You may have noticed a recent uptick in CBD products being sold in Texas. That’s because a state law that went into effect June 10 allows the sale and possession of CBD products that contain less than 0.3% of THC, the psychoactive part of the cannabis plant.
Now that CBD products are legal, can a landlord ban them from his properties? The answer is yes, in the same way that a landlord could ban alcohol from his properties. As the owner, the landlord has the right to exclude activities, products, or even certain animals from his property.
The one caveat to this right is the Fair Housing Act. If the tenant has a disability that requires the use of legal CBD products, then the landlord would be required to make a reasonable accommodation unless he could show that the requested accommodation is unduly burdensome, a fundamental alteration of the landlord’s typical business practices, or that the requested accommodation poses health or safety risks to other tenants or substantial damage to property.
When making the decision to deny reasonable accommodation requests, landlords should seek the advice of a lawyer to understand the risks associated and to make an informed decision.
So a Landlord could prohibit aspirin from his property if he saw fit? Or maybe cough syrup?
You are so correct and I couldn’t have said it better. This is from people who don’t understand exactly what CBD is and does. CBD is not a drug, it doesn’t make you loppy.
Equating banning alcohol to CBD is a false equivalency for starters. CBD at %0.3 isn’t even psychoactive (mind altering) and is used for medicinal purposes and for healing purposes. Had this been written to say that a Landlord may ban CBD as well as banning Low Alcohol Beer (less than %0.5 ABV) is more accurate, however, my question now is, may a landlord ban Low Alcohol Beer? If the answer is yes, then CBD banning would make some sense. But the idea of a landlord banning Alcohol having the same validity as banning CBD is non congruent. CBD at %0.3… Read more »
Insane. Can a landlord ban alcohol, Kava root, Valerian root? If that was my landlord, I am not sure I would want to rent from someone that ignorant
I’m not even going to glorify this with a comment….
Let’s all have a little common sense and agree that we should be concerned about the drugs that are destroying families. CBD is so low on the totem pole it is not worth discussing.
The logical and absurd extension of this is a landlord that is opposed to birth control and wants to ban “the pill”. When will this madness stop….(heavy sigh).
Says Who?? On what grounds?
This is so stupid I don’t even know where to begin! Texas is only a hemp state at this point and operates at .3% (Colorado is .5%). What happens after Feb 1st when cannabis comes into play in Texas and medical marijuana becomes a thing? As it stands now, the Department of Public Safety has stopped accepting applications (probably because they are so overwhelmed). Of course some of the “big boys” got theirs in. Of course a business license in Texas is $488,000 at this point (down from the originally proposed $1.3M). This is why you see so many “online… Read more »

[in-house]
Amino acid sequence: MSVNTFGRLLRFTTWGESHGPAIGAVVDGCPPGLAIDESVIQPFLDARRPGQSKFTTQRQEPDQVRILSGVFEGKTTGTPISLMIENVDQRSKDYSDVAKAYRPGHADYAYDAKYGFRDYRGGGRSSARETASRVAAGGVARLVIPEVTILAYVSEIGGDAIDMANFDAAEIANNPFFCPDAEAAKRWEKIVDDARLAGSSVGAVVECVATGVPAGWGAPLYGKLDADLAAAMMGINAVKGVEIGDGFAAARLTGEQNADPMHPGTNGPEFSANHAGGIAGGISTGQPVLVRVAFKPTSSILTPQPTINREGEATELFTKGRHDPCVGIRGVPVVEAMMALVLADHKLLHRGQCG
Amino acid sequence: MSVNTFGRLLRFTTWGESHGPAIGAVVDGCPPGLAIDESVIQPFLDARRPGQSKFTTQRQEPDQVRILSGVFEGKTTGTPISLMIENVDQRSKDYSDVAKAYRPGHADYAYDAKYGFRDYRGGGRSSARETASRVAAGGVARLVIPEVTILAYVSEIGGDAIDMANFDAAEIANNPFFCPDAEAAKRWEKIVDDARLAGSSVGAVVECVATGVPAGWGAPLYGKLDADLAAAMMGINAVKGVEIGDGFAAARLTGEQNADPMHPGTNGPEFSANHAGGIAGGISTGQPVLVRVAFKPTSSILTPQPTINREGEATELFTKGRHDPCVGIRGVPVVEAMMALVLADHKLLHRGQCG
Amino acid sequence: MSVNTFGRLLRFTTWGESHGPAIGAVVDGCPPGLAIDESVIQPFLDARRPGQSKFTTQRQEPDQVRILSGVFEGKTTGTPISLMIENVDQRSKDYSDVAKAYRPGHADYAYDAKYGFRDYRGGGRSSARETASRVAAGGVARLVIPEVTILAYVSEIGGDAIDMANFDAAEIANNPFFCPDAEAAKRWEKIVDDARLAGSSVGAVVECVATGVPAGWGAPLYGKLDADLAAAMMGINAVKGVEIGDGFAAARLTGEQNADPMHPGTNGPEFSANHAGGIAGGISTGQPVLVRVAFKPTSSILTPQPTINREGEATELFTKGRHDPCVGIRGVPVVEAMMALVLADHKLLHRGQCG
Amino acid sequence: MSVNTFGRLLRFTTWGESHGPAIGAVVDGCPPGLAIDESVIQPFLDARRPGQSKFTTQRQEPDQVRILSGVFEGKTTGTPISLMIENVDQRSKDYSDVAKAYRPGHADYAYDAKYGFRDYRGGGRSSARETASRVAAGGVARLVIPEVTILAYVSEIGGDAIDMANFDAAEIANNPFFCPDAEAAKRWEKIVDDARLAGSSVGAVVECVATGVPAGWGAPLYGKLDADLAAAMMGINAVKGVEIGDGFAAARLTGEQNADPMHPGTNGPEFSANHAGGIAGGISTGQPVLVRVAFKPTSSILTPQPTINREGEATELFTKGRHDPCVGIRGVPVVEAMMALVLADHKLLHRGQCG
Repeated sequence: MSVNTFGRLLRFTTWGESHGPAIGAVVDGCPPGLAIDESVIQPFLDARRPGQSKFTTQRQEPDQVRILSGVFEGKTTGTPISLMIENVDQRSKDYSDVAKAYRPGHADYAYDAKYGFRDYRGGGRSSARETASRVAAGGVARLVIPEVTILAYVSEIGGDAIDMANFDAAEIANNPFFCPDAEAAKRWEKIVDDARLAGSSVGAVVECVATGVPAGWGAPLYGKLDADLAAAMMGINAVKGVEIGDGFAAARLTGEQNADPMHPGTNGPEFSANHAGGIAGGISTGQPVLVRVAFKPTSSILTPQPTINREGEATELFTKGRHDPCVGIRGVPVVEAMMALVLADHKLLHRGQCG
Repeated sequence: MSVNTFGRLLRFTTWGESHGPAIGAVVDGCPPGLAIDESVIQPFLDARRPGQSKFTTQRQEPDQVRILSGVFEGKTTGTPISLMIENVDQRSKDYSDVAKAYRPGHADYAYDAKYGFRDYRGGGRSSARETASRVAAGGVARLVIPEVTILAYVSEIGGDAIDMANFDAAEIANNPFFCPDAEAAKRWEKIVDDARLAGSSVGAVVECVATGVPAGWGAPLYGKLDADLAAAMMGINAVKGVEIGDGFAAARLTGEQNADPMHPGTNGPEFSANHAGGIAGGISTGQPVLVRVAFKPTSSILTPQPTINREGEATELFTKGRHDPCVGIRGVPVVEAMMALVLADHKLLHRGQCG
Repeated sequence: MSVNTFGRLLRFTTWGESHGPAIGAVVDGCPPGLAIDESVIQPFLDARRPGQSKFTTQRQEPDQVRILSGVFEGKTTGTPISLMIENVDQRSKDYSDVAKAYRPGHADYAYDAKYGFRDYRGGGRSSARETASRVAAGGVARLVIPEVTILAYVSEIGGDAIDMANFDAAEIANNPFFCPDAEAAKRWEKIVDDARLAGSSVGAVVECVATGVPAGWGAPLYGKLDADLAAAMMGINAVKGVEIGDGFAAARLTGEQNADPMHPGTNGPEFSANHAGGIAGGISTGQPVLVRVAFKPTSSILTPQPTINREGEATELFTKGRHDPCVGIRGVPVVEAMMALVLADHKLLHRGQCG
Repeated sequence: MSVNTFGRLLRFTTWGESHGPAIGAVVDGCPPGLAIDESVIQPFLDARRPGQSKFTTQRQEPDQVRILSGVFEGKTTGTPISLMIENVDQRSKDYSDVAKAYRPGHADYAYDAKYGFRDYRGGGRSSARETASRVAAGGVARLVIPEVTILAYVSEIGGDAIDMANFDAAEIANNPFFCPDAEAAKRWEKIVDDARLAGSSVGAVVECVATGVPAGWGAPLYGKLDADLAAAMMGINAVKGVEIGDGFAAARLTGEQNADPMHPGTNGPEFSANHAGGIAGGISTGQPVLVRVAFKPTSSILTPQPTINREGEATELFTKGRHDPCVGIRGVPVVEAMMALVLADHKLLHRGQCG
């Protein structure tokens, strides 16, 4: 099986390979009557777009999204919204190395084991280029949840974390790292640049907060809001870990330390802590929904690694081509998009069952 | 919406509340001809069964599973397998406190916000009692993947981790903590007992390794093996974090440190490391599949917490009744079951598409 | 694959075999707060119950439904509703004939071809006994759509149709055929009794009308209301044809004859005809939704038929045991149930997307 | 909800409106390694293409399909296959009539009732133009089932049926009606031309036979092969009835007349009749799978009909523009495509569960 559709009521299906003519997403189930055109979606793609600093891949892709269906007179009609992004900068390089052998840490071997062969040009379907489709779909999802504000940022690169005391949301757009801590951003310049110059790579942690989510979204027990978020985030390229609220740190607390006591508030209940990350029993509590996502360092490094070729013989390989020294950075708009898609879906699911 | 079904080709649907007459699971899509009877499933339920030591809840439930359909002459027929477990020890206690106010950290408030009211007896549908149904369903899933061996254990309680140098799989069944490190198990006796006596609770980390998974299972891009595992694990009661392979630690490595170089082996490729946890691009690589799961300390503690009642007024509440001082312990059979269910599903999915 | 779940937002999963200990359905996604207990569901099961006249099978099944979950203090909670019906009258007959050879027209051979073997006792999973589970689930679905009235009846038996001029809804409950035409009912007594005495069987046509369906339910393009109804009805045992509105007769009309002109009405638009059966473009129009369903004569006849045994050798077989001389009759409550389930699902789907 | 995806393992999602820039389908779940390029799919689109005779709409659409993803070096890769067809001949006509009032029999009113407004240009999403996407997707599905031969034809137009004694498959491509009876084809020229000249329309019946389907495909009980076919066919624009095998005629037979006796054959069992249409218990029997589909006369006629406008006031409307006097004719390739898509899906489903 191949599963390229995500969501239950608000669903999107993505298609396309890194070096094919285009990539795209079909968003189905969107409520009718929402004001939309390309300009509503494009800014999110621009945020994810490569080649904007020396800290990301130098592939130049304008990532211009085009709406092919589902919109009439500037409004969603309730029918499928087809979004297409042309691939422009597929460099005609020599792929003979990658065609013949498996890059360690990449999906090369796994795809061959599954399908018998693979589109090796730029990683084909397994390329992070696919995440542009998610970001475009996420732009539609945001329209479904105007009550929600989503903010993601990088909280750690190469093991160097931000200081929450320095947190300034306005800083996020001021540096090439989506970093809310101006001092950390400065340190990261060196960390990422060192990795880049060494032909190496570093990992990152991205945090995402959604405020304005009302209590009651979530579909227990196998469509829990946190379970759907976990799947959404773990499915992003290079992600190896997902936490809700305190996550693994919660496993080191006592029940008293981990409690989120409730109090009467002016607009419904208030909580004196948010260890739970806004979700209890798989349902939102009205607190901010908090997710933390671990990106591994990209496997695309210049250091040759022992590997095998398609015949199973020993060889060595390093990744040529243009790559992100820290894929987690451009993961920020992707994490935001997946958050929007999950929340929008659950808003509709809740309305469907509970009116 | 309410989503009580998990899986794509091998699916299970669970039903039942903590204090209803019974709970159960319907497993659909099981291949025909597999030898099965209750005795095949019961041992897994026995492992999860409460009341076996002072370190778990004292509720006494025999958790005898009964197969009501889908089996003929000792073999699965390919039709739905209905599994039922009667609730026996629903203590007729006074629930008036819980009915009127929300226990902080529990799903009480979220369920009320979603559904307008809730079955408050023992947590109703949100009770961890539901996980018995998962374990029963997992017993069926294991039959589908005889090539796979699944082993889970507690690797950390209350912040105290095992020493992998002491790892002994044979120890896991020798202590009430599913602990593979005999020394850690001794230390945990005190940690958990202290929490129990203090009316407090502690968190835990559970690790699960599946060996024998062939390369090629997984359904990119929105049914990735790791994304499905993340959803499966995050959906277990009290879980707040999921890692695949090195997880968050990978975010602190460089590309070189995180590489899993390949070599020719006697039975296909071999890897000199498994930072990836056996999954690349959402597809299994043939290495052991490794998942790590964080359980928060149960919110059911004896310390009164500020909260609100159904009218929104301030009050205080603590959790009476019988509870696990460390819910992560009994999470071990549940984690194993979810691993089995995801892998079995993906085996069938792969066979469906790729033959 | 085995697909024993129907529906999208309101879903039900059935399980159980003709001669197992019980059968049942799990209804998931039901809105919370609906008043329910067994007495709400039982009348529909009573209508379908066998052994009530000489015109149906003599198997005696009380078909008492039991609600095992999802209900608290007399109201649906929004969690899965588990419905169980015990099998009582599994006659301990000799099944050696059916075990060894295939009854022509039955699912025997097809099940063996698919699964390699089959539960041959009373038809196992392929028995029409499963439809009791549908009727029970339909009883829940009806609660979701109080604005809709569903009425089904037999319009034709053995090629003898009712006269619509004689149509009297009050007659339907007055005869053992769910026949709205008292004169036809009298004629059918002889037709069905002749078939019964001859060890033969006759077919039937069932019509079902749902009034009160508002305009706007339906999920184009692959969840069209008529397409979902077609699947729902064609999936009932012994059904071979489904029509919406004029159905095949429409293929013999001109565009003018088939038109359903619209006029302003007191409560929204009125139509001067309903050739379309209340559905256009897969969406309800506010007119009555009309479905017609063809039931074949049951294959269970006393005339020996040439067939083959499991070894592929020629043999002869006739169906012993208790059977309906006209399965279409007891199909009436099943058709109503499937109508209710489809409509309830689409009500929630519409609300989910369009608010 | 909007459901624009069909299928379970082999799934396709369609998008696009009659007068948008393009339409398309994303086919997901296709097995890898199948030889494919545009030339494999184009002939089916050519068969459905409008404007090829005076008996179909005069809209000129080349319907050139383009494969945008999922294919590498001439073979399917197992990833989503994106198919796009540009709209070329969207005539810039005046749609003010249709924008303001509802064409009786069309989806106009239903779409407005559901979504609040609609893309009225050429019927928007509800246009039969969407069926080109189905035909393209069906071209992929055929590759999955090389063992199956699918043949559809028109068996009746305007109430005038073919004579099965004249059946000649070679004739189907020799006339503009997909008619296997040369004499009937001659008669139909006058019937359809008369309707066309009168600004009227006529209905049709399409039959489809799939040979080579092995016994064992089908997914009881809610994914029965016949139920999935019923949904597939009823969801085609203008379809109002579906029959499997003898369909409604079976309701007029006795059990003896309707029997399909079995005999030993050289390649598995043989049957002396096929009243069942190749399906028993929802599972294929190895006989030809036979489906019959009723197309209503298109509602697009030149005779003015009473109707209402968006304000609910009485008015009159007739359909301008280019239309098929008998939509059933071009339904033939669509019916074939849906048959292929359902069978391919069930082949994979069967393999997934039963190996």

Seems to me that if a tenant objects to a landlord prohibiting CBD, alcohol, near-beer, or plaid socks for that matter, said tenant is free to seek a more accommodating landlord with an alternative property. Property ownership has to mean something.
Exactly! Everyone here seems to be forgetting that he/she is the OWNER of the property.
I agree with you 100%. Unfortunately, the laws don’t allow you to turn down pit bulls or Rottweilers if they have a certificate for an Emotional Support Animal. Heck, the powers that be can make you take a horse as an emotional support animal so where do your property ownership rights stand then? I’m just sayin! We need to get the politicians in Washington and Austin to enact some laws that allow an owner to make a decision on what kind of animals that a landlord must or will accept.
Landlord’s house, Landlord’s rules (as long as it is not a protected class). You don’t like the rules, find another house. Tenants don’t get to dictate the rules. That all being said, I would not ban CBD oil or alcohol or other “legal” items from my rental properties but that is not the point. The point is, that is the landlord’s house and property ownership is king in Texas.
Very well said! I was hoping someone was on my wavelength.
Why would a landlord want to ban something that cause no harm to his property in any way. But instead is having a healing effect on his tenant? It may allow his tenants to work instead of sitting home with pain.
CBD products in the long term will start to replace pharmaceutical products and he might as well get used to it.
If the tenant can’t work I don’t think I want them as a tenant regardless of CBD.
Well the Landlord will have to put it in the lease. I don’t see how the landlord could prevent it in an existing lease! But of course I just a dumb real estate guy so lawyers may make a fortune out of this
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That’s interesting, they treat CBD like an illegal drug I guess.
Does no smoking policy in apartment complexes cover smoking marijuana in Texas? Does one tenant have any health issues and infringement rights against another who is smoking marijuana and it penetrating in first person apartment?